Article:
Continued fleet tightening, despite order uptick

While the tanker fleet continues to age, the recent newbuilding orders are going to bring limited relief to the tightening supply particularly for crude oil and chemical tanker fleets.

Tanker newbuilding orders July 2024

Understandably the focus in the tanker market has been on the demand side as trade flows changed profoundly over the last couple of years, due to wars and geopolitical tensions that increased its influence on shipping dynamics over the period. The supply side of the market until recently was regarded as an uneventful affair, although its influence on the future market dynamics is equally important.

Since the beginning of last year, we started witnessing some renewed interest in the newbuilding orders. That interest further amplified in the last 12 months or so, as the newbuilding orders have grown significantly. Between January and May 2023, almost 14 million dwt was contracted in total. To illustrate the strengthening of the interest in the newbuilding vessels, 2023 ended with 44m dwt of newbuilding capacity, which means around 30 million dwt of orders was added from June towards the end of the year. The yearly totals are strong but not spectacular, having in mind a low level of newbuilding orders post 2015, which averaged just below 20 million dwt on yearly basis. However, the momentum that was noticed in the second half of 2023 have continued throughout the first half of 2024, as total capacity on order between January and June 2024, amounted to 28m dwt, and if the pace of the newbuilding orders continues this year, those are expected to outstrip the total orders of 2023.

Despite the fact that the pace of the newbuilding orders remain similar between the years, there are some differences as with regards to the vessel segments and sector dynamics. Incentivised by strong earnings, product tankers orders dominated the market during 2023, with 55% of the total dwt tonnage on order, which is naturally even more amplified in the number of ships due to their lower average size. In total around 24.5m dwt of product tankers capacity was ordered during 2023, which is the highest level of orders since 2006. The newbuilding orders in this segment were dominated by the orders in MR and LR2 sectors, with 155 and 129 ships ordered respectively. The pace of newbuilding orders continued during 2024 for the MR sector, as 87 units were ordered so far this year, while interest in the LR2 sector softened with 34 units ordered. Interestingly, there has been some renewed interest in the LR1 sector with 16 units ordered during 2023 and 21 further units ordered in the first half of this year.

On the crude oil tankers side Suezmaxes saw the largest number of the newbuilding orders since 2015 last year, when 66 units were ordered for the sector with single digits deliveries during 2023 and 2024. What has been different so far this year for the crude oil segment is that newbuilding orders switched to VLCCs as 39 units were ordered in the first half of the year, which is already the highest number of VLCCs on order since 2017, when 55 units were ordered for the whole year. Chemical tankers orders picked up, with 2023 orders being the highest since 2015, although compared to other sectors, in particular product tankers, the orders remain relatively modest.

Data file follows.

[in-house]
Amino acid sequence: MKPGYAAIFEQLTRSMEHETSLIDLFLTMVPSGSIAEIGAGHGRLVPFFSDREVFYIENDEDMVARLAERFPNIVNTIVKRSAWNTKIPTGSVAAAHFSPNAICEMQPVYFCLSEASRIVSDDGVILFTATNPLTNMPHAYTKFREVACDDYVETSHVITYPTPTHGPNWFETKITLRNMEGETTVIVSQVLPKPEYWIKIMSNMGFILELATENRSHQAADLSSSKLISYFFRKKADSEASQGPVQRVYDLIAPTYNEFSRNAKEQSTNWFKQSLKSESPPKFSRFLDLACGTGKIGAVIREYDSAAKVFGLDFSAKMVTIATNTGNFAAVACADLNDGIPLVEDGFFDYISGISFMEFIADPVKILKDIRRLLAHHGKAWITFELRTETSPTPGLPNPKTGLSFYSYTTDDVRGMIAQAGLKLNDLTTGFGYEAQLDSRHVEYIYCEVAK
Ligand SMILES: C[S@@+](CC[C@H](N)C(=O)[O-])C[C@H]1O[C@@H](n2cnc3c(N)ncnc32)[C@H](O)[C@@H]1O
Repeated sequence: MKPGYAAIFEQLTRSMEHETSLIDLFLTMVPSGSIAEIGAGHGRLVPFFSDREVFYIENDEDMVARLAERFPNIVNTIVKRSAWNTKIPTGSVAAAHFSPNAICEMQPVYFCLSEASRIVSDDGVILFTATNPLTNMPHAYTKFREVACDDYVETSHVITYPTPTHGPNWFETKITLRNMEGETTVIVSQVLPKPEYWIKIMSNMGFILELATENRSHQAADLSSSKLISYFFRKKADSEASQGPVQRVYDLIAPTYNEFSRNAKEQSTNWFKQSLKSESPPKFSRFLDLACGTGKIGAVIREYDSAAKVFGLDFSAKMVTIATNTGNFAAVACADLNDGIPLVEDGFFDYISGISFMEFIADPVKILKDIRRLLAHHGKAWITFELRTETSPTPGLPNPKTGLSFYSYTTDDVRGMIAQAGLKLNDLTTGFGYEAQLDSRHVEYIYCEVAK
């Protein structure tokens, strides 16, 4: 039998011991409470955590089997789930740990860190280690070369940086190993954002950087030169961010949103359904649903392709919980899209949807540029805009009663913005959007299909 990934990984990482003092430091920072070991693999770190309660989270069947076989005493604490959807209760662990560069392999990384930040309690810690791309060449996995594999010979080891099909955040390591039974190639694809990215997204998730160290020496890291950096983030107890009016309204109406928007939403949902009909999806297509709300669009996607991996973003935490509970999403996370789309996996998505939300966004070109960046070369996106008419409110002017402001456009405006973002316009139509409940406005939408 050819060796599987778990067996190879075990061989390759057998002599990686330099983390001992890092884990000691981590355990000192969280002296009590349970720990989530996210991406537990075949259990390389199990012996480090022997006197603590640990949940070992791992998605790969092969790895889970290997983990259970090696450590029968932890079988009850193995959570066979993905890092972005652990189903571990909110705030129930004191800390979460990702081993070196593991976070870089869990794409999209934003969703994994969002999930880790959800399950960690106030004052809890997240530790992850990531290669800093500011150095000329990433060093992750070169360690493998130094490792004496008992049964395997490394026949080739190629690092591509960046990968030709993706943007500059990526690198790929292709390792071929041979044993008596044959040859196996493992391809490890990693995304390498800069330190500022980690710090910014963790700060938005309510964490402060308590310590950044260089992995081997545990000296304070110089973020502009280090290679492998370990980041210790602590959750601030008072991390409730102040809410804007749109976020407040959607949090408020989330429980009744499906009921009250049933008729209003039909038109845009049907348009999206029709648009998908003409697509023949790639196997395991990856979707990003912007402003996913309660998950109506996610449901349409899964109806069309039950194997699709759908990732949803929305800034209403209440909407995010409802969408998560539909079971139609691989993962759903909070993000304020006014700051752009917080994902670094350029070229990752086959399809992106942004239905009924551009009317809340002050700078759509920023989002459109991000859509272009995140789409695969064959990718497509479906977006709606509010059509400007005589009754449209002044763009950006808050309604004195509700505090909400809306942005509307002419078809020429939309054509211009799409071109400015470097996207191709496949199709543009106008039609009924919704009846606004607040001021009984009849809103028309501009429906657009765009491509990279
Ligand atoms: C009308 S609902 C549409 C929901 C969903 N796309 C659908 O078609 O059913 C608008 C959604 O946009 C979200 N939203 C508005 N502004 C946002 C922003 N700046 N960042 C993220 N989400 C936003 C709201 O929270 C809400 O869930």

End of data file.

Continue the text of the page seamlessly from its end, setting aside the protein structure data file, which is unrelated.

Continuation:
The ratio between newbuilding orders and active orderbook currently stands at a respectable 19% for product tankers and 7% for crude oil tankers. The higher ratio for the product tankers is particularly supported by LR2 orders, as the ratio for that fleet stands at 38%. Despite the stronger newbuilding orders, the ratio is still much lower than some recent historical highs.

Newbuilding deliveries this year and next are still expected to be subdued despite the recent orders, with the total capacity currently showed to be peaking during 2026, when slightly more than 30m dwt is scheduled for delivery, which is the highest levels since 2019 when 38m dwt of capacity was delivered. Product tankers fleet is expected to have much stronger growth relative to the size of the fleet as the 2026 deliveries are expected to be the highest since 2009, with 14m dwt currently scheduled to be delivered. On the other hand, the crude oil tankers fleet is also anticipated to peak and grow by around 15.6m dwt of capacity in 2026, but that growth is very modest by historical standards, despite recent newbuilding additions.

Current supply tightness can be reflected in the fact that demolition levels remain very modest despite high demolition prices, as the older units are able to trade “off market”, due to recent trade flows dislocations and geopolitical tensions. Having in mind that most of the tanker fleet are ageing rapidly, with the number of units tipping to 15 years of age growing since 2023, the recent additions are going to bring limited relief to the tightening supply, particularly for crude oil and chemical tanker fleets. Limited yard capacity will mean that further newbuildings deliveries are going to be coming post 2026/27, while questions around propulsions systems due to changing environmental regulations and strong newbuilding prices still continue to deter some owners from ordering new vessels. The above factors indicate that the fleet tightening is expected to continue over the next few years, with some exceptions for the product tankers fleet.